While Eric Bischoff was still the man in charge, Kevin Nash had pulled political strings backstage to become a booker. With Oz-like power, he put himself against Goldberg for the World Title at Starrcade as the man who would end the streak. It was backstage political grandstanding at its finest!
Goldberg got shocked by a taser from Scott Hall and fell into Big Sexy’s Jackknife for the three count. The streak was over. Instead of using the loss to humanize Goldberg and have him come back in a quest to regain his gold, he would never again hold the World Championship.
5 The Vince Russo Show with Vince Russo Starring Vince Russo as Vince Russo
Monday Nitro - September 25, 2000
Vince Russo was hired to turn WCW around in 1999, was replaced in 2000, brought back to co-run WCW with Eric Bischoff months later, and then went solo again after Bischoff quit. You can see why the product was so terrible with this circus happening behind the curtain.
Russo had the audacity to book himself in a cage match against Booker T for the World Title. It saw outside interference from nearly the entire roster and ended with Goldberg seeking revenge on Russo as Scott Steiner stopped Booker from exiting the door. Goldberg speared Russo through the cage just before Booker stepped out, making Russo the new World Champion.
It’s no wonder Arn Anderson has said to this day he still thinks Russo was brought in by Vince McMahon to destroy WCW. Russo vacated the title a week later, citing he wasn’t a wrestler, but the damage was done to a championship legacy that he had already tarnished with antics such as…
4 Ready to Rumble
Thunder - April 25, 2000
Ready to Rumble was a 2000 flop at the box office that saw David Arquette play a wrestling fan who achieves his dream of becoming a pro-wrestler. It was a movie. A really bad movie. One that WCW thought should become a reality.
David Arquette arrived in WCW to promote the film and was put into a tag match with DDP against Eric Bischoff and Jeff Jarrett. DDP’s World Title was on the line, and whichever man got the pin would win the gold. As Jarrett pinned DDP, Arquette speared and pinned Bischoff, and the ref counted three for only one of them. David Arquette, an actor (not even really a good actor), was crowned the World Champion.
Flair… Sting… Hogan… Savage… Hart… Arquette. Doesn’t feel right, does it? In Arquette’s defense, he didn’t want to win the title. He thought he would cheapen its lineage and be a joke to the business. He was right! Unfortunately, WCW didn’t agree with him.
3 Match of the Century
Starrcade - December 28, 1997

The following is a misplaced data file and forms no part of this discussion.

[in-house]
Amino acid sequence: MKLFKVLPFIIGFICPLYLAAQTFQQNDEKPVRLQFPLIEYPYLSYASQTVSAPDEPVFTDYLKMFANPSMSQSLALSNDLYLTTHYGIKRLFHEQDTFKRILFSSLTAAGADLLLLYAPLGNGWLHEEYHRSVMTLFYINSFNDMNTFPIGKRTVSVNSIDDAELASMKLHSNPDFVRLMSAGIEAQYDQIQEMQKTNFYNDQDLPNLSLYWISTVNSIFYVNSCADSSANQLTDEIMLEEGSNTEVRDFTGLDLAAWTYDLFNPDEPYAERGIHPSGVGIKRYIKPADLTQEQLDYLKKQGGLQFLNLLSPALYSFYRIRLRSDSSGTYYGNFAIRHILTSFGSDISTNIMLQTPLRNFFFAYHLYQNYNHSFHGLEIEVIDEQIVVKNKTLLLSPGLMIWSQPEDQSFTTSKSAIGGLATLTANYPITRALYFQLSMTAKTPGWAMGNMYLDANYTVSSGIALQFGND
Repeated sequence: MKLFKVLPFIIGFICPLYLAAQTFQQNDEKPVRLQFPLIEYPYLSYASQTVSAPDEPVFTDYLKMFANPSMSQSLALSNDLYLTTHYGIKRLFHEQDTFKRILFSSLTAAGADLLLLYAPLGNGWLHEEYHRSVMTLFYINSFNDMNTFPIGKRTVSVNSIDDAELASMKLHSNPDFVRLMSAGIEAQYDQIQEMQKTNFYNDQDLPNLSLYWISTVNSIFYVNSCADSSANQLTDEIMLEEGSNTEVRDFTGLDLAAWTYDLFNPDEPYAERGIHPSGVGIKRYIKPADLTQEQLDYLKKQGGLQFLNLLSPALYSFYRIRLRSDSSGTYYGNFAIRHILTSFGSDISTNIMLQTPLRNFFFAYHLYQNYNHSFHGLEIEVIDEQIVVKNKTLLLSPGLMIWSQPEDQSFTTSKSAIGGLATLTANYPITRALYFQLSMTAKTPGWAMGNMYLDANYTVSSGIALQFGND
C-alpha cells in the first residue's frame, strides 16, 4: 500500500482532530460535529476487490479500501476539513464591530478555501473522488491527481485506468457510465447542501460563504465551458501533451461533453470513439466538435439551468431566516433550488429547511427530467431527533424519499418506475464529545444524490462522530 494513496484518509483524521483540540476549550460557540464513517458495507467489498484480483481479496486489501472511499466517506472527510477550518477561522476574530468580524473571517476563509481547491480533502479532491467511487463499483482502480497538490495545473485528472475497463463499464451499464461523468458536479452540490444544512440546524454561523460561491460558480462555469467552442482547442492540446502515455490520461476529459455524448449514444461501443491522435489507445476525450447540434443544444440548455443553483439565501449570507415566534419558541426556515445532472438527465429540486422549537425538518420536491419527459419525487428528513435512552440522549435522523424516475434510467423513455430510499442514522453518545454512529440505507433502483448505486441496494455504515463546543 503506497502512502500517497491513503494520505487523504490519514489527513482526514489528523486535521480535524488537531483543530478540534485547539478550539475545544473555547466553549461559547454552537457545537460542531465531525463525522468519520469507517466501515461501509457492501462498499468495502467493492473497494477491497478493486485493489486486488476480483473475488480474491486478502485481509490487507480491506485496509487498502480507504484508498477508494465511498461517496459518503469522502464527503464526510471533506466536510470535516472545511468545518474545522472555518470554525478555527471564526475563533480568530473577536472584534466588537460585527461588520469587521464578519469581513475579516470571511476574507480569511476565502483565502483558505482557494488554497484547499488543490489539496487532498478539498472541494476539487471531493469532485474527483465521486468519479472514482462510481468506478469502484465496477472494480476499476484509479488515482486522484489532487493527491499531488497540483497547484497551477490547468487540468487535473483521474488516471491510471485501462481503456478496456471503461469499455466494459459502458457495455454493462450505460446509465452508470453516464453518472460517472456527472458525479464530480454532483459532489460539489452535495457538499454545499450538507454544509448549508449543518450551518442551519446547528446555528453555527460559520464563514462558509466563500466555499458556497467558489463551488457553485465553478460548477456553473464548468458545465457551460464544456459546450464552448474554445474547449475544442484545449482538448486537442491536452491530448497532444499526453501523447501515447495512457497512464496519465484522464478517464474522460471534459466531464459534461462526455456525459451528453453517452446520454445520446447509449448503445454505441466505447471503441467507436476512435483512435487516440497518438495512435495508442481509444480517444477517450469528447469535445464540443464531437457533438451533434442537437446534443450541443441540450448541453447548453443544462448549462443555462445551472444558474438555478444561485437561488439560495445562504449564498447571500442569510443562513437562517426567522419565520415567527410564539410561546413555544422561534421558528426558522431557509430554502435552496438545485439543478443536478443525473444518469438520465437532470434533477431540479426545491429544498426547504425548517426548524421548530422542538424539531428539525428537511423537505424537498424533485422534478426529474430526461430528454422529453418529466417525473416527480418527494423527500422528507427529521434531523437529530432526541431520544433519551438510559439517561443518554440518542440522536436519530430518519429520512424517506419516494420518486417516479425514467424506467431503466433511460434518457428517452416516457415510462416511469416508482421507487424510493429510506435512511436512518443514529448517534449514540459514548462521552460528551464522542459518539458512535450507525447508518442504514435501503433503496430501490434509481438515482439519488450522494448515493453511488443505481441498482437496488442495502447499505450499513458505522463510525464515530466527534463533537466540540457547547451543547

Starrcade was billed as the match of the century, and rightfully so. Sting returning after over a year of buildup to face Hulk Hogan for the World Title would be the one time Tony Schiavone actually got it right in saying it was the most important night in the history of our sport. Sadly, it could have been, but was not.
The match was painful, boring and uneventful. Despite Sting not looking great on his own, Hogan made him look worse by either selling too much or not at all. Hogan hit the legdrop and ref Nick Patrick counted. That was it, Hogan won! Until Bret Hart arrived claiming a fast count. But, it wasn’t a fast count. Not at all!
Hart restarted the match and Sting hit a couple Stinger Splashes before locking in the Scorpion Deathlock for the win. WCW ruined their chance. It should’ve been the easiest match in the world to book, nothing fancy, just Sting winning clean in a basic bout. How unfortunate it became the botched snoozefest it was.
2 Jarrett Lays Down for Hogan
Bash at the Beach - July 9, 2000
The story goes that Vince Russo wanted Jeff Jarrett to successfully defend the World Title against Hulk Hogan at the Bash but Hogan refused to do the job. The bell rang and Jarrett laid down. Hogan was dumbfounded as Russo yelled for him to pin him. Hogan put a boot on Jarrett, but not before going on the mic to say, “That’s why this company is in the damn shape it’s in because of bulls*** like this!” Hogan would never again step foot in a WCW ring.
Russo then publicly referred to Hogan multiple times as a "piece of s***" and booked a new main event where Booker T won the title. While Russo has since admitted Hulk didn’t know what they were doing, he claims it was meant to be a gimmick and was floored when Hogan later sued him. Hogan’s backstage politics and refusal to job has been well documented, but screwing him over and outing the company so blatantly on PPV was dumb with a capital RUSSO!
1 Finger Poke of Doom (or: That’s Gonna Put Some Butts in the Seats!)
Monday Nitro - January 4, 1999
Kevin Nash broke Goldberg’s streak and won the World Title at Starrcade, prompting a kayfabe retired Hulk Hogan to challenge his old pal on Nitro. The bell rang, they circled and Hogan poked Nash in the chest with his finger. Nash toppled and Hogan pinned him. A joke, you see, a hysterical swerve to mark the nWo being back together. Unfortunately, fans didn’t see it that way.
This week marked an official turning of the tide in ratings during the Monday Night War, but Nash and Hogan’s antics weren’t the only cause. This particular Nitro saw Tony Schiavone put his dumb foot in his mouth big time! As usual, he was revealing the results of the taped Raw and said that Mick Foley was set to win the WWE Championship. Shiavone scoffed, saying the infamous line, “That’ll put butts in the seats.” What happened? Over 600,000 fans changed the channel to see Mrs. Foley’s baby boy win gold and the ratings war was never the same again!